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SALT LAKE CITY -- Instead of 5 miles to the nearest hospital for surgery, jump on a plane and fly hundreds of miles to a foreign medical center and save money.
Dr. DeVon Hale with the University of Utah's International Medical Education program says if you look at numbers worldwide, around 400,000 to over 1 million people are going to a new country to get medical care.
Hale recently returned from meetings with the International Society of Travel Medicine. The group is worried about competition: U.S. health care is pricing itself out of the market, and physicians abroad are loving it.
About 200,000 to 300,000 American patients are traveling abroad each year. Even the Joint Commission of Hospitals, which certifies hospitals in this country, is taking advantage of the trend.
"They have an international branch now that has certified over 300 hospitals worldwide, outside of the U.S., with the same criteria that they use for us," Hale said.
In many cities, insurance companies are looking for places with a good record for quality care that will do the procedure cheaper than a U.S. doctor. According to Hale, "Open heart surgery, bone marrow transplants, organ transplants, infertility clinics; those are all now being offered worldwide."
Caitlin Janeway is preparing for travel to Bolivia and Peru. She doesn't need medical care now but says if she should someday, she wants to have options.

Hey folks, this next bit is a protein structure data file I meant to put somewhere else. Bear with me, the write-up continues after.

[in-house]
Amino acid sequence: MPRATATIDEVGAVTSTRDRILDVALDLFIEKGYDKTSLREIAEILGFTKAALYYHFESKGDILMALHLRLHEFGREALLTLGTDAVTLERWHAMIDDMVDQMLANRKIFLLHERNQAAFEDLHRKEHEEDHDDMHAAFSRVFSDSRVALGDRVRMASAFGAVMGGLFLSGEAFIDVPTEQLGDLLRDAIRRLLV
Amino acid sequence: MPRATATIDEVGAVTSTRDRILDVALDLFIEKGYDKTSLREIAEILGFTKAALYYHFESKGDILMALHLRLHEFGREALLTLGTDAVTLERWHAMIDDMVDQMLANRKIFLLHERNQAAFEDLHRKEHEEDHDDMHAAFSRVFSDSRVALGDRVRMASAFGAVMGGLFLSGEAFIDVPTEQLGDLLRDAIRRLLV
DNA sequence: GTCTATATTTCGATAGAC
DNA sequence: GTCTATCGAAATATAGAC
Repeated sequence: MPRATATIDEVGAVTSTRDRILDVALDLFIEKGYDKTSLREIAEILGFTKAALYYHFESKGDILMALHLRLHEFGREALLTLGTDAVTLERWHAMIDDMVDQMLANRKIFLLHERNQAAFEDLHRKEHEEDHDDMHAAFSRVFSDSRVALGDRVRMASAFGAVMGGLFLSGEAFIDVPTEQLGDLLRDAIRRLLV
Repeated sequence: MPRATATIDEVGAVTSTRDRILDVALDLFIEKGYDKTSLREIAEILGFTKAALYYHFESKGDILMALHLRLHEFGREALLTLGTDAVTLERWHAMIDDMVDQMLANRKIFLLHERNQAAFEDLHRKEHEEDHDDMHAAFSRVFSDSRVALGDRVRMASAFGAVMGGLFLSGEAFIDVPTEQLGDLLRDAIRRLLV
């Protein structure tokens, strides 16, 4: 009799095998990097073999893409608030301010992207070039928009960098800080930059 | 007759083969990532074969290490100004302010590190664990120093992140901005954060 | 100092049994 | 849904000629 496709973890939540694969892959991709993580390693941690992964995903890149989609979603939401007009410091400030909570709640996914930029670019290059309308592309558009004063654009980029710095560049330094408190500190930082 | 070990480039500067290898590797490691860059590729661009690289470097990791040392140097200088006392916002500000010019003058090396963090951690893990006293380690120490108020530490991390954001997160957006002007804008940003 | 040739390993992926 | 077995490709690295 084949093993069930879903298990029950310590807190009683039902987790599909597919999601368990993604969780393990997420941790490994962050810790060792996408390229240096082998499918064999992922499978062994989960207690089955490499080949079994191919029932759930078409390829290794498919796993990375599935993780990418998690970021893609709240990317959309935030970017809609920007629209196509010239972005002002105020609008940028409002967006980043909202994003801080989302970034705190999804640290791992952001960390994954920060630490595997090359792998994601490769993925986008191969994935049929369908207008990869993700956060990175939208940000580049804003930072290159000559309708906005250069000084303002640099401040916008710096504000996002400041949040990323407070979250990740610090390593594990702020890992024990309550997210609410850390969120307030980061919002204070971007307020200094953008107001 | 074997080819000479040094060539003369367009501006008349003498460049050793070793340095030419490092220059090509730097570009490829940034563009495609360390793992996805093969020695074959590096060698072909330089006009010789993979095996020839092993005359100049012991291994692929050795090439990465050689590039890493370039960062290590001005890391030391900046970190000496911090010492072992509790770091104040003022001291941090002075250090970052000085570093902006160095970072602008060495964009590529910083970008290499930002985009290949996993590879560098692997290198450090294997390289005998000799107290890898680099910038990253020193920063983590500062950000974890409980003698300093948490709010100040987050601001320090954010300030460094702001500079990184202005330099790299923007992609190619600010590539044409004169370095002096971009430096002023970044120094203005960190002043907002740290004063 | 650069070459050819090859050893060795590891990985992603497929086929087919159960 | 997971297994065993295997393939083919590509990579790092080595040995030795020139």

"I mean, I've never had to actually think about that. But if it is really that much cheaper and you get to travel and get your hip replaced, then yes, I would do it," Janeway said.
The University of Utah Travel Clinic does not encourage medical travel. In fact, if asked, Hale says travelers are cautioned about risks.
What about the expertise of the physicians, Hale questions, or infection control in and out of the hospital? Follow up care, he adds, has to take place back home and some physicians in the United States are refusing to give it.
Do your homework, Hale warns. He says moving about seems to be the name of the game!
Hale says while U.S. patients are traveling abroad to save money, Canadians and Brits are going elsewhere because of long waiting lists in their own countries. In poor countries, wealthy people are coming to the United States because the procedure they want is not offered back home.